Sometimes I find it very useful to toggle the cursorline and cursorcolumn settings in the Vim text editor. If you’re unfamiliar with these settings, I’ll briefly explain. When you set cursorline, as you move the cursor from line to line, Vim will highlight whichever line you are on. Similarly, cursorcolumn will keep the column highlighted. I find this one particularly useful when trying to keep code (or text) lined up. To make it simple to switch toggle settings, I created some mappings in my .vimrc:

 map <silent> <Leader>cl      :set                  cursorline! <CR>
imap <silent> <Leader>cl <Esc>:set                  cursorline! <CR>a
 map <silent> <Leader>cc      :set   cursorcolumn!              <CR>
imap <silent> <Leader>cc <Esc>:set   cursorcolumn!              <CR>a
 map <silent> <Leader>ct      :set   cursorcolumn!  cursorline! <CR>
imap <silent> <Leader>ct <Esc>:set   cursorcolumn!  cursorline! <CR>a
 map <silent> <Leader>co      :set   cursorcolumn   cursorline  <CR>
imap <silent> <Leader>co <Esc>:set   cursorcolumn   cursorline  <CR>a
 map <silent> <Leader>cn      :set nocursorcolumn nocursorline  <CR>
imap <silent> <Leader>cn <Esc>:set nocursorcolumn nocursorline  <CR>a

Now if I want to turn on the cursorcolumn, I can just press \cc and when I want to turn it back off, just hit \cc again.

FYI, some details explained:

  • map – makes the key mapping work in normal mode, while “imap” makes it work in insert mode.
  • <silent> – tells vim not to echo to the statusline what its doing during the execution of the mapping.
  • <Leader> – tells vim to use my personal mapleader key to activate key mappings. I use the default key, which is the backslash (“\”), so when I want to activate one of these mappings, I press backslash, then ‘c’, then one of ‘l’, ‘c’, ‘t’, ‘o’, or ‘n’.
  • ! – an exclamation point at the end of a setting variable tells Vim to toggle the value. In otherwords, if it’s currently off, switch it on; if it’s currently on, switch it off.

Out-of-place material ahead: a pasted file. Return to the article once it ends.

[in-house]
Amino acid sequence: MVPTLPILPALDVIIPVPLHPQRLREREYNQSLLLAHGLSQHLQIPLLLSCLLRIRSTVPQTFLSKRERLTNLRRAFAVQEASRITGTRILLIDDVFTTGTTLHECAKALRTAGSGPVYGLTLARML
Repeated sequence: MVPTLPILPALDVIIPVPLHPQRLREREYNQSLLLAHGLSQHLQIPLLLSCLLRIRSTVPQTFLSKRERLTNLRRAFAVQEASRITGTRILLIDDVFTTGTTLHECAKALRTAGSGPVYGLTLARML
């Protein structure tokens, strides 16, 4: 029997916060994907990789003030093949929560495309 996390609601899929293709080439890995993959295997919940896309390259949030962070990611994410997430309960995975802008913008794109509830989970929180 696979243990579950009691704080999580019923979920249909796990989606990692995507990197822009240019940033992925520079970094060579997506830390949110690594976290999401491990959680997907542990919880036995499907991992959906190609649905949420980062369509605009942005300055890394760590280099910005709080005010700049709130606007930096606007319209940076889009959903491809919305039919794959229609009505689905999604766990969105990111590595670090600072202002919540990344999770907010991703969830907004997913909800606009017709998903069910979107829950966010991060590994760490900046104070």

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Fun with Vim

2008-04-25

I use the Vim text editor all the time.  In an effort to try to post more here, I think I’ll put up snippets of my Vim usage now and then.

So I was simply trying to layout a line of text in my progress notebook. Its a text file I keep all my work in and edit with Vim. I do this for many reasons, but most of all because searching is so easy, and its simple to style (with syntax highlighting) and to program.

I had a line of text to separate sections of the notebook:

<<<<<<<<<<<<<<<<<<<<<<[ 2008-04-25 Apr.Fri 11:24 ]>>>

Okay, once you’ve stopped admiring^H^H^H^H^H^H^H^H laughing at my superior documentation formatting skills, you can read more. I just wanted to move the date portion around to see which way I liked it best. I used these some mappings to make it so that the left and right arrow keys would move the bracketed text left and right, leaving at least one of the leading and trailing characters. There’s a bunch of junk in there to maintain the search history and search highlighting option, so I moved that part to two commands:


:command! A :let _save_hls=&hls |:let &hls=0
:command! B :call histdel("/",-1) |:let @/=histget("/",-1) |:let &hls=_save_hls

:map <silent> <left>  :A<CR>:s/\v^(.)(\1+)(\[.*)(.)$/\2\3\4\4/e<CR>:B<CR>
:map <silent> <right> :A<CR>:s/\v^(.)(.*\])(.)(\3+)$/\1\1\2\4/e<CR>:B<CR>

An even better approach would be to search for the pattern you want to move around, and have the mapping use that.

"
" setup leading and trailing characters
"
let @a='<'
let @b='>'

"
" here's what I want to move. @/ is the search pattern register
"
let @/='\[ \d\{4}-\d\{2}-\d\{2} \S\+ \S\+ \]'

"
" here's the search pattern for moving it
"
let @s= '^\(' . @a .'\=\)\(\1*\)\(' . @/ .'\)\('. @b .'\=\)\(\4*\)$'

"
" now the mappings for left and right arrow keys:
"
map <silent> <left>  :exe ':s/'. @s .'/'. '\2\3\4\5'. @b .'/'<CR>
map <silent> <right> :exe ':s/'. @s .'/'. @a  .'\1\2\3\5'.'/'<CR>

That was fun!